We all have days when we are stressed out. Arguments with kids, a husband out of town, a major leak in the kitchen and too many deadlines have all played a part in my stress over the last few months. I tend to eat in response to my increased stress levels which is not good for my waistline! But, if I am going to eat, then I should focus on nibbling on foods that relieve stress, right? Well, instead of reaching for that hot fudge sundae or the box of Girl Scout cookies you just bought, grab a few of these healthy foods to help reduce your stress levels! Tastiest Foods That Relieve Stress Avocados There are so many health benefits of avocados that you should already be eating a ton of them. If you aren't, then consider making up a bowl of homemade guacamole, an avocado smoothie or just chop up a fresh avocado and toss it onto your salad. Berries Berries contain a ton of antioxidants and are great for protecting your body against the negative side effects of your stressful life. All berries, including strawberries, raspberries, and blackberries, are high in vitamin C, which helps combat stress. 10 of the Tastiest Foods That Relieve Stress Cashews Cashews, like all nuts, are high in protein. Blood sugar is stabilized by having enough protein in your diet. That means if your stress comes from that 'hangry' feeling, you will help fight off hunger by adding more protein into your diet. Cashews are also high in zinc and low levels of zinc have been linked to both anxiety and depression. Chocolate Oh, YAY, you think! Your favorite stress food is included in the list, right? Well, make sure you choose the RIGHT chocolate! Dark chocolate is known to lower blood pressure which contributes to your feelings of calmness. Easy Overnight Oats Recipe with Blueberries, Pecans and Flax Seeds Oatmeal When you eat oatmeal, your brain releases serotonin, a feel-good chemical. It is also a great way to fill up and increase the fiber content in your diet. Seriously...a constipated person is NEVER happy, right? Check out my recipe for these easy overnight oats for a no fuss way to get your oatmeal every morning. Banana Bananas are always in my fruit bowl. Thankfully, they are inexpensive, even if I do splurge on buying the organic ones. One average size has 30% of the day’s vitamin B6, which helps the brain produce serotonin. Serotonin is that feel good chemical I mentioned earlier. Tuna I am a huge fan of tuna and there are always several cans in my pantry. I always look for sustainably caught tuna, even though it is a little pricier. According to Prevention Magazine: A 3-ounce serving of canned white tuna has about 800 mg of omega-3s, which research suggests may treat the kind of blues that leave you feeling low or anxious. The fatty acids in fish have been endorsed by the American Psychiatric Association as an effective part of depression treatment, says Elizabeth Somer, RD, author of Eat Your Way to Happiness Basil and Spinach Salad Recipe with Blackberries and Feta Green leafy vegetables Skip the burger at lunch and instead pile a salad full of green leafy vegetables onto your plate. Green leafy vegetables like spinach contain folate, which produces dopamine, a pleasure-inducing brain chemical. So, the salad may not be quite as tasty as the burger but you will be left feeling happier after you eat it. Make this basil and spinach salad and get your leafy greens and your berries in one sitting! Turkey breast We all know that post-Thanksgiving dinner feeling of total happiness and satisfaction, right? Well, turkey breast contains tryptophan, an amino acid that, helps produce serotonin, the chemical that regulates hunger and feelings of happiness and well-being. So, pile some turkey breast onto your sandwich at lunch for more relaxation in the afternoon. Yogurt In my house, yogurt is purchased in bulk in multiple flavors. We eat it for breakfast and lunch, put it into smoothies, and find all sorts of ways to include it into our diet. Yogurt contains probiotics which help improve your gut health. According to Health.com, The bacteria in your gut might be contributing to stress. Research has shown that the brain signals to the gut, which is why stress can inflame gastrointestinal symptoms; communication may flow the other way too, from gut to brain. A 2013 UCLA study among 36 healthy women revealed that consuming probiotics in yogurt reduced brain activity in areas that handle emotion, including stress compared to people who consumed yogurt without probiotics or no yogurt at all. Want more information about foods that relieve stress? I found quite a bit of information on Mercola.com and Prevention.com. Just remember, stress eating can be a GOOD thing if you choose the right foods to eat. If you decide to hit the drivethrough to combat your stressful day, you will probably just end up feeling worse! What foods do YOU reach for when you are stressed?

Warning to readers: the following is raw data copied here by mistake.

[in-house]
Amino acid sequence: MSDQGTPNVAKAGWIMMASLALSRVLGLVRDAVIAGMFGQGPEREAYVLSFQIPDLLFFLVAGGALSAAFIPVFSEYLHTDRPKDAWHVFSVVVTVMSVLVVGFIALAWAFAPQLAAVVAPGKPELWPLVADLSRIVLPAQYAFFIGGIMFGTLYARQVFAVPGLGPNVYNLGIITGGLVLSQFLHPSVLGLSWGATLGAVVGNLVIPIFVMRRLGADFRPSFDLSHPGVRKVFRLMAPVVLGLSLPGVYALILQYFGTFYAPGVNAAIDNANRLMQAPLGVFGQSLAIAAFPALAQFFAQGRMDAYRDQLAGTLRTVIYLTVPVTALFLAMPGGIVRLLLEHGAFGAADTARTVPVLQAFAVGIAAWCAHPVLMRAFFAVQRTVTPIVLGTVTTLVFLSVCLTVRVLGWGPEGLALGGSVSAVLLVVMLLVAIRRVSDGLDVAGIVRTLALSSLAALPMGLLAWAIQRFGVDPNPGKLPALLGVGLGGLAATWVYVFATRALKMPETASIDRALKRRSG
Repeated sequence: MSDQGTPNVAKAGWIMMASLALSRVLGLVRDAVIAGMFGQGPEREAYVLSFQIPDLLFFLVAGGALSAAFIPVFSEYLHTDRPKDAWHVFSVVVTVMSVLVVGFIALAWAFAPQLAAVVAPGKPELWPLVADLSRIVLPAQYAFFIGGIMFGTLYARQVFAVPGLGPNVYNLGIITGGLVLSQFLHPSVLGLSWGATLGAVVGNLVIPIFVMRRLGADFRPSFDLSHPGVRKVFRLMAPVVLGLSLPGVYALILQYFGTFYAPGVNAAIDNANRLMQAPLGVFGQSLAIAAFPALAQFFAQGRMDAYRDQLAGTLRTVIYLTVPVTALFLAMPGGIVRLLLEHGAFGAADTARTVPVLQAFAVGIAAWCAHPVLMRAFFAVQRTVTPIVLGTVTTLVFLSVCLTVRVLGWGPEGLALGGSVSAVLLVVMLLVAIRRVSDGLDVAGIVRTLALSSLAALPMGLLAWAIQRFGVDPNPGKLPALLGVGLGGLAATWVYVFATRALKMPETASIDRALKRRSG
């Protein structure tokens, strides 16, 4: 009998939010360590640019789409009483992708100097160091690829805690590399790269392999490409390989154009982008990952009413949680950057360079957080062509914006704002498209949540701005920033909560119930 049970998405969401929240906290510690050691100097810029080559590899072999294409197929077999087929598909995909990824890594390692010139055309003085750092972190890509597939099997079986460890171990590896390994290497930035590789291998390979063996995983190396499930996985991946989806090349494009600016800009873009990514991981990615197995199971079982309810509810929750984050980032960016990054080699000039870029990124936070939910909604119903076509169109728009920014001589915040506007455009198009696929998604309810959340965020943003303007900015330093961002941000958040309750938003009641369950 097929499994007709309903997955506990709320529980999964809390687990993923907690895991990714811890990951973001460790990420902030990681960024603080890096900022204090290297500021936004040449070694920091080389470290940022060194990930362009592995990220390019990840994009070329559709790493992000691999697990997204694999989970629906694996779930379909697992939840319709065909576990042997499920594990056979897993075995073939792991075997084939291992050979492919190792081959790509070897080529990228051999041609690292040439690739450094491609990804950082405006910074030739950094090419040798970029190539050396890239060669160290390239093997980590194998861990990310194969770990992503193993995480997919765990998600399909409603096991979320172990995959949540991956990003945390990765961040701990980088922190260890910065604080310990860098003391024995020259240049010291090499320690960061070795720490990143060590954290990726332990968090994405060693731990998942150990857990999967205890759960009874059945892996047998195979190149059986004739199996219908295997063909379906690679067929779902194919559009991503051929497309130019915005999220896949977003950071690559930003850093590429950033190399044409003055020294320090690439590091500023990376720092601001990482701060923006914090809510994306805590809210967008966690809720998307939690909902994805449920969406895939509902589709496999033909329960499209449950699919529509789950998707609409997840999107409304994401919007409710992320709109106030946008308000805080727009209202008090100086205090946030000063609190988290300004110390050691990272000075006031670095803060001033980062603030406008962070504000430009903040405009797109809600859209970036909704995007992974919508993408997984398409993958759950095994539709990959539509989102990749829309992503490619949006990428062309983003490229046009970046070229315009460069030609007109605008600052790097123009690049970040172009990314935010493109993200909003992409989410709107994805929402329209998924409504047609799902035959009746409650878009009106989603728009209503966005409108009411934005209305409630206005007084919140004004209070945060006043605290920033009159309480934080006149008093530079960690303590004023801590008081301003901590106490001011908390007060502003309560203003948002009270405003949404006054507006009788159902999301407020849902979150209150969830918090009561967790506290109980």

Yogurt

In my house, yogurt is purchased in bulk in multiple flavors.  We eat it for breakfast and lunch, put it into smoothies, and find all sorts of ways to include it into our diet. Yogurt contains probiotics which help improve your gut health.  According to Health.com,

The bacteria in your gut might be contributing to stress. Research has shown that the brain signals to the gut, which is why stress can inflame gastrointestinal symptoms; communication may flow the other way too, from gut to brain. A 2013 UCLA study among 36 healthy women revealed that consuming probiotics in yogurt reduced brain activity in areas that handle emotion, including stress compared to people who consumed yogurt without probiotics or no yogurt at all.

Want more information about foods that relieve stress?  I found quite a bit of information on Mercola.com and Prevention.com.  Just remember, stress eating can be a GOOD thing if you choose the right foods to eat.  If you decide to hit the drive-through to combat your stressful day, you will probably just end up feeling worse!

What foods do YOU reach for when you are stressed?

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About Diane

Diane is a professional blogger and nationally certified pharmacy technician with two teens, one husband and more pets than she will admit to. She has a bachelor’s degree in Microbiology but left her career in science to become a stay at home mom. Years of playing with Legos and coloring with crayons had her craving a more grown up purpose to her life and she began blogging full time. She currently deals with emotional tweens, suburban politics, and middle aged metabolism while sharing her opinions in an honest and down to earth fashion on her blog.